The homecoming: Boris Gelfand is back (Part II)

6/27/2011 – Israeli GM Boris Gelfand won the recent Candidates Matches in Kazan, making him the challenger of Vishy Anand in next year's World Championship match. Boris was given a hero's welcome on his return, and was interviewed by our colleague Shay Bushinsky, author of the Junior chess program. Here is part two on Gelfand's matches against Mamedyarov and Kamsky. Fascinating insights.

Boris Gelfand is back – Part II

By Shay Bushinsky / photos by Shulamit Bushinsky

This is the second part of my interview with Boris Gelfand, which contains some interesting professional insights made by the challenger and some comments about the prospective world championship match against Anand. Part one appeared here.

Q: It was interesting to observe your black opening strategy – you deserted your unbeatable Petroff Defense for the Sicilian Najdorf, which you used very effectively…

A: If you prepare well, you can play any opening. In this case I looked at the field and I decided that the Sicilian would fit me better. In general, I’m equally happy to play both openings with black.

Do you think game three against Mamedyarov was the best game of your career?

Probably one of the best. I had a few difficult moves to make, but the whole concept was clear – ...Rc8 was the only helpful move because otherwise I’m simply lost, as well as ...Bg6 instead of taking the rook.


Black played 19...Rfc8
 

Instead of 34...Bxh3 Gelfand played 34...Bg6

The final position is really unbelievable: seven pawns versus one – Alex Huzman [Gelfand’s long time second] told me about a game between Lutikov and Taimanov in which a similar concept emerged, although Taimanov had less pawns than I did – only five pawns versus one, and the game was not as beautiful.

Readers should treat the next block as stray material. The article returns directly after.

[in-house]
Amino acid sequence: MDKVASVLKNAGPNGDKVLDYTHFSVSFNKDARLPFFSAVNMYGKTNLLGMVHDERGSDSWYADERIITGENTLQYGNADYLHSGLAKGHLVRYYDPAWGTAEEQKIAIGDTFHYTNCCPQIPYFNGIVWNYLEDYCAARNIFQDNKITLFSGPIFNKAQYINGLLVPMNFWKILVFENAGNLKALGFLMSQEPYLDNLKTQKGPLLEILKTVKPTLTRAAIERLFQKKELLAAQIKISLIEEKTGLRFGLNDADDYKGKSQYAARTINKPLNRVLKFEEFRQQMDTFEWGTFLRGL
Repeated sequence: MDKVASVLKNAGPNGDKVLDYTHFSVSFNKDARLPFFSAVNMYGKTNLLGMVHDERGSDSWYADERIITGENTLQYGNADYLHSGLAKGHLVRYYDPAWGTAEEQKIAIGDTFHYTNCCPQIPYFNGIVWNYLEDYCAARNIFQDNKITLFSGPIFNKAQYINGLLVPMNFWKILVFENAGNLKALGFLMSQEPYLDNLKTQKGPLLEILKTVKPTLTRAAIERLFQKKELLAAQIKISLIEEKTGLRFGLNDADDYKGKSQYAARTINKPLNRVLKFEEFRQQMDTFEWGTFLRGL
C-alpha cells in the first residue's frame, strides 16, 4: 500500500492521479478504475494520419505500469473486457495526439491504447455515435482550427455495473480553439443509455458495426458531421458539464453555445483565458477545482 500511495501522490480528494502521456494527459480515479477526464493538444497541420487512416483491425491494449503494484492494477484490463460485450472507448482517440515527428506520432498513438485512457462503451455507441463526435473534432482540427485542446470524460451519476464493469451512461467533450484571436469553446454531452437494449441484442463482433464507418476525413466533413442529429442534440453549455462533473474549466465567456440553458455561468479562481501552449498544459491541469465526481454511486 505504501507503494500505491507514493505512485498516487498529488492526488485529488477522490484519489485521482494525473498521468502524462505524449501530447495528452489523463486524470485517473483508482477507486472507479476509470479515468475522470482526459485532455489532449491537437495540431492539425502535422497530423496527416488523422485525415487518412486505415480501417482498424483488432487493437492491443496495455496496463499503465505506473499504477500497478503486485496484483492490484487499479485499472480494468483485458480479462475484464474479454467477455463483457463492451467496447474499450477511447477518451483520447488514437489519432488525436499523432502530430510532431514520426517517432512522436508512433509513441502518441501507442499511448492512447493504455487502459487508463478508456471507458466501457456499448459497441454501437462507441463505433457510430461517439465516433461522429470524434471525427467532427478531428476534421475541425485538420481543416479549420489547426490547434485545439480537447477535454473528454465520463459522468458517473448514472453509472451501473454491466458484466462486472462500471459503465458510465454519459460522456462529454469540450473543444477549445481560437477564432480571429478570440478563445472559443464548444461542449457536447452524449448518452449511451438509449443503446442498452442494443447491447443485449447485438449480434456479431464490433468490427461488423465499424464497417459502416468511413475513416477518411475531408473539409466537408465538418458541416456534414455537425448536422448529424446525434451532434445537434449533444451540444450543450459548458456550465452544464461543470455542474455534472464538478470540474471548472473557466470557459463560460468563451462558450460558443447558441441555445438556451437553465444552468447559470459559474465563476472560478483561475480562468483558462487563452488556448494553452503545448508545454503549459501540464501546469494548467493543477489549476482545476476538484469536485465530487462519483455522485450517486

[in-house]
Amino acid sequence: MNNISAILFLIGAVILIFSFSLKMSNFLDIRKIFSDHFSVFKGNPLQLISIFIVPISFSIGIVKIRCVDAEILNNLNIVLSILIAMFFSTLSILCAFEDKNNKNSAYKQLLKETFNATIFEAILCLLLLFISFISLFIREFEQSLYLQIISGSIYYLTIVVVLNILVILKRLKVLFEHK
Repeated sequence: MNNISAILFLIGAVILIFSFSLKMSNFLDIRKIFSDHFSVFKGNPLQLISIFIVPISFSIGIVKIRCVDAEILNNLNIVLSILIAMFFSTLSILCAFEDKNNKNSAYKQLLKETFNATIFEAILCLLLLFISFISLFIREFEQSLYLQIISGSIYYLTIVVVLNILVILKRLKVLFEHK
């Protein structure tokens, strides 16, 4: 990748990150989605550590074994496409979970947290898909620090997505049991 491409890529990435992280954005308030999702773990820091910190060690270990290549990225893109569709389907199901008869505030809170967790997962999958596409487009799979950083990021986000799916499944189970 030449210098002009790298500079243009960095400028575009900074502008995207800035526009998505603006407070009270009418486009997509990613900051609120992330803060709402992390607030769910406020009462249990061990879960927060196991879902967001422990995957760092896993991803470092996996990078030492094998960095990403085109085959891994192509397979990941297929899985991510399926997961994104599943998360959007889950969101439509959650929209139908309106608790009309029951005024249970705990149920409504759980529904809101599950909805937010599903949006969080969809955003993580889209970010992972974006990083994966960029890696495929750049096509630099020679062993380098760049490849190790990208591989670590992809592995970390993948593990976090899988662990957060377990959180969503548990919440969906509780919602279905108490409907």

Only in the final moves this element appeared, while we played with this material imbalance for quite a while. White lost the game on time, but I may offer a beautiful continuation: 40.Bc1 Rb2! (I’m not sure I would play this move, but it’s beautiful) 41.Bxb2 axb2 42.Bb1 Be5, to be followed by f5-f4, and White is a rook and an exchange up, but Black’s pawns f5-f4 are moving forward while White’s pieces are paralyzed!

20… Rxc3 is a thematic move – did you feel you were winning at this point?

I felt a big advantage – it’s hard to say that it’s winning, there are a lot of technical problems still to be solved, but I was really surprised Mamedyarov allowed it. He had two alternative moves: 20.Bg5, which I considered to be leading to a very complicated game, and 20.g4, which was shown by all of the engines. It looks odd but difficult to refute – surely it is better than 20.Kh1 as played – because after I took on c3 White’s attack was over. It is interesting to note the placing the bishop on b3, for the purpose of pressing e6 and joining the attack – that is Fischer’s Sozin Attack, a system I had a lot of experience with, played it maybe five times against Kasparov… The problem with this placement is that once the attack disappears the bishop becomes the weakest piece in White’s camp. So the Sozin is very risky strategically: White goes all-in, but if the attack doesn’t succeed then it’s over for him…

Didn’t you panic, seeing the heavy pieces mounting against your king and the bishop hitting your f6 protector knight? You found the right rook maneuver allowing a flight square for your king to slip away…

It’s true of course it’s scary, but when you have to make only moves it’s easier. In fact, if it had been a choice it would’ve been very hard to find…

This is an interesting element in chess, where one side forces the other to make only moves, which turn very effective against the forcing side...

Indeed, sometimes it is better not to force moves because many tend to find the right ones while when the same players have to take decisions, they are more likely to make mistakes…

Were you surprised with Kamsky’s openings play?

Yes, he has caught up with his openings, thanks to his seconds, grandmasters Sutovsky and Volokitin. He played very well. Sutovsky covered the Grünfeld Defense as a great specialist, and Volokitin was coming up with good ideas for White. So he was well prepared…

You were very lucky in game three against Kamsky. Weren’t you lost if he'd played 29.Bxc4? Later on you yourself missed a win…?